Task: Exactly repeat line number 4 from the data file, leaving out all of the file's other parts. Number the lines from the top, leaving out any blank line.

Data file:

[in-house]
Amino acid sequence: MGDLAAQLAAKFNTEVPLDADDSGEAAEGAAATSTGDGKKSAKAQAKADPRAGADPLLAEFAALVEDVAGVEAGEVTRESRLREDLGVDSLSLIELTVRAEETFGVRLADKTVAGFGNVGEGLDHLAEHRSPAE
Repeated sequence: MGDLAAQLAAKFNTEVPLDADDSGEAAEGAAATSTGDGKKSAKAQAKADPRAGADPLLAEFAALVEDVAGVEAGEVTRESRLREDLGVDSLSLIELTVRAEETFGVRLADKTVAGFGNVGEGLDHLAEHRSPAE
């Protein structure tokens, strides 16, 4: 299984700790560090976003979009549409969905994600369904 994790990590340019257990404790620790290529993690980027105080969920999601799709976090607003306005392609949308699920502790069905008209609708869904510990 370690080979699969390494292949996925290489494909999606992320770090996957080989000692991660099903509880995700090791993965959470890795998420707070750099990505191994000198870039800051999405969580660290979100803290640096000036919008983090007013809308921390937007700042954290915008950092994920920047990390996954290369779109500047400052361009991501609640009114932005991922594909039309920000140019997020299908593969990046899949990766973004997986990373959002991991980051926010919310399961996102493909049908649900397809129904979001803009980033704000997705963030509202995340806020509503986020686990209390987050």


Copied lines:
């Protein structure tokens, strides 16, 4: 299984700790560090976003979009549409969905994600369904 994790990590340019257990404790620790290529993690980027105080969920999601799709976090607003306005392609949308699920502790069905008209609708869904510990 370690080979699969390494292949996925290489494909999606992320770090996957080989000692991660099903509880995700090791993965959470890795998420707070750099990505191994000198870039800051999405969580660290979100803290640096000036919008983090007013809308921390937007700042954290915008950092994920920047990390996954290369779109500047400052361009991501609640009114932005991922594909039309920000140019997020299908593969990046899949990766973004997986990373959002991991980051926010919310399961996102493909049908649900397809129904979001803009980033704000997705963030509202995340806020509503986020686990209390987050």